SOROCA (ro) / SOROKI (ru) / SOREK (yid)

The Jewish presence in Soroca is mentioned in mid 17th century while the Jewish community here dates back to the beginning of 18th century. The community grew in the 19th century with the Jewish immigration to Bessarabia, and at the end of the century, also with the frequent expulsions of Jews from the neighboring border area and from the villages. In 1897 there were 8.783 Jews (57.2% of the total population). In 1863 a government Jewish school was opened. In 1900 the Jewish Colonization Association established a training farm near Soroca. From the 1880s the economic situation of the Jews deteriorated and a wave of immigration to the United States began. In 1930 there were 5.462 Jews (36.3% of the entire population). Prior World War II several educational and social institutions existed in Soroca, including Hebrew elementary and secondary schools, a hospital (founded in 1885), and an old-age home. In 1940s, Jews along with the others, were accused by the Soviet authorities. The community was destroyed with the entry of the Germans and Romanians into Bessarabia in July 1941. By that moment about 1300 Jews stayed in Soroca. They were ordered to gather once at the school yard. About 40 Jews (rabbays, shoikhets etc) were killed first. On August 5, the ghetto for 1235 Jews was established. During September 1941 Jews from the ghetto were shot, or deported to Târgul Vertiujeni camp or Transnistria, were few of them survived. Today a tiny community still exists here.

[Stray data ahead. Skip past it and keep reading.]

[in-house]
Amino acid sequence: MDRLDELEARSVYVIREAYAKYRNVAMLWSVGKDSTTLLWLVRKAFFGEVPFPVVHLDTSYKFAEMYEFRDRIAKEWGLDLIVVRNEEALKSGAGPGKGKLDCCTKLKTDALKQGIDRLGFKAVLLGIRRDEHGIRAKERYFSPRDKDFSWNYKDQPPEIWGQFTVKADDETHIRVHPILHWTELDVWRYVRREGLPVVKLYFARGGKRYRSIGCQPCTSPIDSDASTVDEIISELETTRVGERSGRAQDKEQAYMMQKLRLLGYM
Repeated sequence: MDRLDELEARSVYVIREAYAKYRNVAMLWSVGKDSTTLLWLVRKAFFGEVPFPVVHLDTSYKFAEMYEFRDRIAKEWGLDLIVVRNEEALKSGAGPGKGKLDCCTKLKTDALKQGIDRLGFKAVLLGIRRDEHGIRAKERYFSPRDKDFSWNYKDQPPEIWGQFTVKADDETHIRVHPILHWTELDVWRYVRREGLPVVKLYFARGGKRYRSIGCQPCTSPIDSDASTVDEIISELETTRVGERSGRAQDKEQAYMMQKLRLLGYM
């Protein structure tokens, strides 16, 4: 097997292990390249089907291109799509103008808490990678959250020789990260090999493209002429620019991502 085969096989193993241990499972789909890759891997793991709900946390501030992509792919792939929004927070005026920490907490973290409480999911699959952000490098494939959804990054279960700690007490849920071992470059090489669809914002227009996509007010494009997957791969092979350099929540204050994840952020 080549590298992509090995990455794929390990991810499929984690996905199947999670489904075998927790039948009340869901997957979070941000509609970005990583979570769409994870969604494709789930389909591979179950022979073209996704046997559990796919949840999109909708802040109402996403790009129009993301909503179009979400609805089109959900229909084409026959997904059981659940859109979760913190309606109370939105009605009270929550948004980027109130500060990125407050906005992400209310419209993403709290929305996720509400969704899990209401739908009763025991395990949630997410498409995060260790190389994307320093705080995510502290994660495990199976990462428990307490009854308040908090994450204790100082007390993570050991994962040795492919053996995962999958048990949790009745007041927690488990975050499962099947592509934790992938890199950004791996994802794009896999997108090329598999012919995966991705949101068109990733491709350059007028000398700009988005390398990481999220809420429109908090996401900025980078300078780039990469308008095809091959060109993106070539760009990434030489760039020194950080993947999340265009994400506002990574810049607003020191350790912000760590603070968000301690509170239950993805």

In Soroca we would visit the synagogue, the ancient Jewish cemetery with the Holocaust memorial, few known mass graves, and as a “side dish” non-Jewish heritage, such as medieval Soroca fortress and Capitol and Bolshoi Theater styled Roma houses and the “palace” of Roma Baro.

© Jewish Heritage Moldova (Maghid NGO) Research, Education, Guiding